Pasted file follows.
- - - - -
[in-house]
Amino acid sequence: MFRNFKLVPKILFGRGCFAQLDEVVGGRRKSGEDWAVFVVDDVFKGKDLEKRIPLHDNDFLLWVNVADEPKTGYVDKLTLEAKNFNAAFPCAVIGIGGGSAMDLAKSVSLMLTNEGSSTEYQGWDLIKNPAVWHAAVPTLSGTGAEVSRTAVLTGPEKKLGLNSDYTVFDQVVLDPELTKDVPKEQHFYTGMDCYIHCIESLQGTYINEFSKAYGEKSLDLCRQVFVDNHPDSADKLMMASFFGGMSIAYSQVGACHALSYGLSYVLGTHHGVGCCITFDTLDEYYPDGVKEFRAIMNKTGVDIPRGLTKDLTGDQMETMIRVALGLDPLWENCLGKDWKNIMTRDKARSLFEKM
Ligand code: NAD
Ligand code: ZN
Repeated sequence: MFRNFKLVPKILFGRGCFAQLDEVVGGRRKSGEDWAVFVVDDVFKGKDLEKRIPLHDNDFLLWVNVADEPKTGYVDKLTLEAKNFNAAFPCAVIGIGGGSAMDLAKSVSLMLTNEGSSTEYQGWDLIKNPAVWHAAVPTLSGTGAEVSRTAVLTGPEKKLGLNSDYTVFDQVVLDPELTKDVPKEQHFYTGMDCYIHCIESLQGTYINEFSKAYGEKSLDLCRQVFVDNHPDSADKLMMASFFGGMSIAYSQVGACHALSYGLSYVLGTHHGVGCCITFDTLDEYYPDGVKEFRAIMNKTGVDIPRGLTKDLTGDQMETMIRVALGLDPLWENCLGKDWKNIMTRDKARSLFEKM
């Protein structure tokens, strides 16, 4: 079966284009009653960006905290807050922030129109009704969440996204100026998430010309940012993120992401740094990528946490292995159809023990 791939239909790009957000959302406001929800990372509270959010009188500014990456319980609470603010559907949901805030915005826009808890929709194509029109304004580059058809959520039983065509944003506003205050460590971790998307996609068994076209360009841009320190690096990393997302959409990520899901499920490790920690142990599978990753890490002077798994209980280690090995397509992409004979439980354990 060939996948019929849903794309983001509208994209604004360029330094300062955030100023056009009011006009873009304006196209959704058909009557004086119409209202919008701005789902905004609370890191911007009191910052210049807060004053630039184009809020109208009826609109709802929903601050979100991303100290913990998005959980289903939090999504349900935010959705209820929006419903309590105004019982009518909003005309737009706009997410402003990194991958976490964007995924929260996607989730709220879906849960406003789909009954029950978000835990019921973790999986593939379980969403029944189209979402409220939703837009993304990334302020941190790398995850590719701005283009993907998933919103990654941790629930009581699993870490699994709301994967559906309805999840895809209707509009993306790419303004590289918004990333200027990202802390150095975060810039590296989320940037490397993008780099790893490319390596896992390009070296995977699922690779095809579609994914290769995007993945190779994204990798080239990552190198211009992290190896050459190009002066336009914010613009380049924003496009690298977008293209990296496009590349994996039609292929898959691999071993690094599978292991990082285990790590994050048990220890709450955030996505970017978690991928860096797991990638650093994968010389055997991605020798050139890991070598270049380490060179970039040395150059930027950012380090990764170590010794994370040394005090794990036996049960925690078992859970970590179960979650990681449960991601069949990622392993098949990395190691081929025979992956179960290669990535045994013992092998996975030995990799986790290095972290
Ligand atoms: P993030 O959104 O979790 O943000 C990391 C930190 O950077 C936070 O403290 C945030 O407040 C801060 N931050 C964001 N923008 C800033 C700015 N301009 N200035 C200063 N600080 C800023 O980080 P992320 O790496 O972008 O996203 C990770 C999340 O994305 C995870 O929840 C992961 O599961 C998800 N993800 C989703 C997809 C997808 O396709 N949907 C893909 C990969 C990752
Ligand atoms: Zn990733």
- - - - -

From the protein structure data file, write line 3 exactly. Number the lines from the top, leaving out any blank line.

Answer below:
Ligand code: NAD